I have been reflecting these past months upon how difficult it’s been for so many throughout the COVID-19 pandemic and its resulting lockdowns since restrictions in the nations commenced last year. I don’t think I’ve ever seen the high levels of mental health and well-being challenges that we are experiencing currently both within the church and the wider community.
In life, every person has a significant amount of resilience with which to stand strong against challenges. This is usually built over decades. However, it appears that the impact of successive lockdowns and the actual pandemic itself has eroded resilience to an all-time low, and most people are feeling more fragile. In increasing instances, they are unable to handle situations that, in better times, might have been like water off a duck’s back. On the Isle of Man, suicide rates have exponentially increased, and we are seeing a significant increase in numbers from all age groups accessing mental health services. In some instances, the strain we are taking can be really obvious, as evidenced by a crisis event. However, it has been a longer and slower process for the majority of us, one that perhaps we’re still possibly personally unaware of. Others around us who love us may be seeing the tell-tale signs, however.
The impact of successive lockdowns and the stress of this pandemic is testing all our relationships, friendships, marriages and even church leadership teams. How we think and interact with others, even those who love us the most, can so easily be skewed; because, undoubtedly, the stress of this past year impacts how we view and respond to others, as our lens has been cracked.
… my prayer is, perhaps above all, that in these days, we will be known as people who are not only recipients of such grace but also those who lavishly give great grace to others.
Please reflect on this question:
Am I feeling the need to make sudden life-changing decisions about marriage, family, spiritual family, calling, relationships, career or finances without, in the process, seeking a godly perspective from others with a consistent, fruitful and integrous walk with Jesus? If so, alarm bells should be ringing!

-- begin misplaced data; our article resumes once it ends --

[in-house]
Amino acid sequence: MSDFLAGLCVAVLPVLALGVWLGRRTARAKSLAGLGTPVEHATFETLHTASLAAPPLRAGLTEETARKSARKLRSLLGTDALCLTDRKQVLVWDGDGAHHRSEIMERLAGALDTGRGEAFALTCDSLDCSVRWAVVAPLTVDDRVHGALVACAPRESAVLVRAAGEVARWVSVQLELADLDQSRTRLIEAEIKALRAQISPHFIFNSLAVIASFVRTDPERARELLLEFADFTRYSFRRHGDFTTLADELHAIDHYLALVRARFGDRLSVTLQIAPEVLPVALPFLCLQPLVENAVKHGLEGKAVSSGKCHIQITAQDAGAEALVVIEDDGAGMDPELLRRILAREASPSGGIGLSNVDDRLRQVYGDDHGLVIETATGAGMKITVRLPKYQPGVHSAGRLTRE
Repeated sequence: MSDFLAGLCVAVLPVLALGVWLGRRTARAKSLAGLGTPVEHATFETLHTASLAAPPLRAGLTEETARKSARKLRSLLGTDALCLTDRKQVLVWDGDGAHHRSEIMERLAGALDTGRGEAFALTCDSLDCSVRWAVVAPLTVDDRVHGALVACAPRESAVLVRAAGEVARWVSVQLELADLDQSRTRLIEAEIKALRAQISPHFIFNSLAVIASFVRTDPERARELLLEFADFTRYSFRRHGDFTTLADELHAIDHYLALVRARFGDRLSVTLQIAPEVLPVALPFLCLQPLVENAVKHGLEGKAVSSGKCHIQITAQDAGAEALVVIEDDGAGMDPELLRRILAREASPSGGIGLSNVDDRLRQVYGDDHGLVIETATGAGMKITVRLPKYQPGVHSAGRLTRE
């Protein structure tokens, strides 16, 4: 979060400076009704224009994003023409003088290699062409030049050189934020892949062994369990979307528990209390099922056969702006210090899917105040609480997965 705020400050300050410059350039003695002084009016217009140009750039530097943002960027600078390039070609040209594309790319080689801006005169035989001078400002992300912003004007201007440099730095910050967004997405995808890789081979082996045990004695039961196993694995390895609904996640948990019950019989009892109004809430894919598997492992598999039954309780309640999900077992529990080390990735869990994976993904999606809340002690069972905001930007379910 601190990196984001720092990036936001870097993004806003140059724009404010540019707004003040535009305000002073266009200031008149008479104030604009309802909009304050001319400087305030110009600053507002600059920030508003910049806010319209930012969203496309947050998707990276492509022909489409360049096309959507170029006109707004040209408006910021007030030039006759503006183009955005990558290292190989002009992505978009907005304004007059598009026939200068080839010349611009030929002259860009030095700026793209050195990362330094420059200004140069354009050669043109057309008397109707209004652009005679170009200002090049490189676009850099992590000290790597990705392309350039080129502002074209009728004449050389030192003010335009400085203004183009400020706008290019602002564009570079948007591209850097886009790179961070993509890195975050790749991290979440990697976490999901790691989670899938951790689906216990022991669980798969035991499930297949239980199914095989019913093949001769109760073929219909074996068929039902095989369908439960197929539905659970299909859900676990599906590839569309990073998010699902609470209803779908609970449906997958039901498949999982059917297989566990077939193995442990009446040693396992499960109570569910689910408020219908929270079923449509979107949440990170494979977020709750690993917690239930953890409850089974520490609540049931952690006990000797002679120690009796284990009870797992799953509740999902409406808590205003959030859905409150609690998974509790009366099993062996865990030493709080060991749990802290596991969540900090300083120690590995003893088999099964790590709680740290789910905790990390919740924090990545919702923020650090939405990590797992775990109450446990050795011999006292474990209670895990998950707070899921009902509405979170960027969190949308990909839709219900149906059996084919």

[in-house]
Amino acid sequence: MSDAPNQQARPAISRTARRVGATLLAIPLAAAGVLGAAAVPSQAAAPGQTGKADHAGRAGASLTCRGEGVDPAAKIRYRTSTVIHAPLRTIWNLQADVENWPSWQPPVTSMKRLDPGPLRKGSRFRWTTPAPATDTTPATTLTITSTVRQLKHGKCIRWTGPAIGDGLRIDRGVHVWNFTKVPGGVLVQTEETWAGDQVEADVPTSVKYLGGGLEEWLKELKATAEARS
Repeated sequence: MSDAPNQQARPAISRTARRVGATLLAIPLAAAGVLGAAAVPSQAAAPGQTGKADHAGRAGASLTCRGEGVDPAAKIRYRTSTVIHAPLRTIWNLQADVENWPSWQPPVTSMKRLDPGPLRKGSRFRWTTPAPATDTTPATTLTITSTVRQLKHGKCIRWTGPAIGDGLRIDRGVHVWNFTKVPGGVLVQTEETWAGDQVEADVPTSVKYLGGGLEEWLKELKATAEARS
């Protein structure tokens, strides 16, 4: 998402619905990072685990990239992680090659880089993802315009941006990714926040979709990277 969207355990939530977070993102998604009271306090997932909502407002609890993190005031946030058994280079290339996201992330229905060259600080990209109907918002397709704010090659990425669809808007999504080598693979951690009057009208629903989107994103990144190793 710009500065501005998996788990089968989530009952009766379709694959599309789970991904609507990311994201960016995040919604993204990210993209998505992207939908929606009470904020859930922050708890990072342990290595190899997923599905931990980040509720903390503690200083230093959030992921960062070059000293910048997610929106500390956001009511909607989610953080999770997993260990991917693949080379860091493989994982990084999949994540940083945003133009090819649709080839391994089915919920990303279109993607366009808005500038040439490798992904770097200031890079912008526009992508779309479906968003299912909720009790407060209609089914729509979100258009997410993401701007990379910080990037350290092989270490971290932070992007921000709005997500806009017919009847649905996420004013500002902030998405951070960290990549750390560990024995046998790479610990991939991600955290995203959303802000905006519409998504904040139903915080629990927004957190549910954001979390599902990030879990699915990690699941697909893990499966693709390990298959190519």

It was said of the early church (Acts 4:33) that ‘great grace’ was upon them. As a lead elder, my prayer is, perhaps above all, that in these days, we will be known as people who are not only recipients of such grace but also those who lavishly give great grace to others.
What follows are three practical ways to keep the grace flowing in our relationships:
1. Give grace abundantly and overlook offences quickly.
“Sensible people control their temper; they earn respect by overlooking wrongs.” – Proverbs 19:11 (NLT)
If you hadn’t slept for the night and faced a stressful day ahead, most of us would be aware that the way in which we would need to deal with issues that day would have to be different. We would be very conscious of how just one disturbed night of sleep impacts us. But the question is, are we still self-aware now, 15-plus months into this pandemic? Are we as aware of the impact of the stress, losses and uncertainties on us and its influence on our responses to others around us? Inevitably relationships will start to show strain, and unless we’re quick to forgive, deep-seated resentment will take root.
None of us naturally feel like forgiving; it’s a choice as a disciple of Jesus.
Corrie Ten Boom survived the concentration camps, but many of her family didn’t. After the war, she had a ministry of sharing with people the importance of forgiveness. One night she finished speaking in a German church and shook people’s hands as they left. Suddenly, before her stood one of the evil guards from her concentration camp. He told her how he had become a Christian and experienced God’s forgiveness but wanted to hear from Corrie’s lips that she had forgiven him too. It was only then that she realised how much she was struggling. She fumbled about with her hands in her pockets; she knew that forgiveness wasn’t a feeling – it was a choice. Eventually, she shook the man’s hand and said, “I forgive you.”
None of us naturally feel like forgiving; it’s a choice as a disciple of Jesus. Corrie has said, “Forgiveness is to set a prisoner free and to discover the prisoner was you!” Grace is beautiful. Giving others grace is so attractive, and it blesses us too!
2. Always believe the best about others and their motives.
“Love bears all things, believes all things, hopes all things, endures all things.” – 1 Corinthians 13:7 (ESV, own emphasis added)